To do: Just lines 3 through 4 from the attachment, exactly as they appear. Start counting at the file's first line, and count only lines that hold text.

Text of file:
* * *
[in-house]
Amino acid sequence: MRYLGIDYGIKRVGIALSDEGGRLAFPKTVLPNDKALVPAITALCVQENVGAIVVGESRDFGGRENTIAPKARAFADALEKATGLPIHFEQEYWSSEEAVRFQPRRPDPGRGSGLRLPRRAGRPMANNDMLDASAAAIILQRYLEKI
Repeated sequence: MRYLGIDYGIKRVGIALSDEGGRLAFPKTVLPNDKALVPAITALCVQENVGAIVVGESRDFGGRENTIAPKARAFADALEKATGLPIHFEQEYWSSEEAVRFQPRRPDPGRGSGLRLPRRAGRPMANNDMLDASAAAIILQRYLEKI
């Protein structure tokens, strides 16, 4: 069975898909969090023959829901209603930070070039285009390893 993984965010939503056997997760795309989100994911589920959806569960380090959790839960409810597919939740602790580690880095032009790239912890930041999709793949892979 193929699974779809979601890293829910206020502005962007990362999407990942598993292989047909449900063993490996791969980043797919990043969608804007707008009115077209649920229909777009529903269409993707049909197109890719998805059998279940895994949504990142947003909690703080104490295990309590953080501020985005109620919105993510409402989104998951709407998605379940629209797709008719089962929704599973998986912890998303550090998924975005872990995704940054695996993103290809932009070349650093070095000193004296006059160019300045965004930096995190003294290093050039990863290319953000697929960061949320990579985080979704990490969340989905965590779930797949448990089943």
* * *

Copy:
Repeated sequence: MRYLGIDYGIKRVGIALSDEGGRLAFPKTVLPNDKALVPAITALCVQENVGAIVVGESRDFGGRENTIAPKARAFADALEKATGLPIHFEQEYWSSEEAVRFQPRRPDPGRGSGLRLPRRAGRPMANNDMLDASAAAIILQRYLEKI
């Protein structure tokens, strides 16, 4: 069975898909969090023959829901209603930070070039285009390893 993984965010939503056997997760795309989100994911589920959806569960380090959790839960409810597919939740602790580690880095032009790239912890930041999709793949892979 193929699974779809979601890293829910206020502005962007990362999407990942598993292989047909449900063993490996791969980043797919990043969608804007707008009115077209649920229909777009529903269409993707049909197109890719998805059998279940895994949504990142947003909690703080104490295990309590953080501020985005109620919105993510409402989104998951709407998605379940629209797709008719089962929704599973998986912890998303550090998924975005872990995704940054695996993103290809932009070349650093070095000193004296006059160019300045965004930096995190003294290093050039990863290319953000697929960061949320990579985080979704990490969340989905965590779930797949448990089943």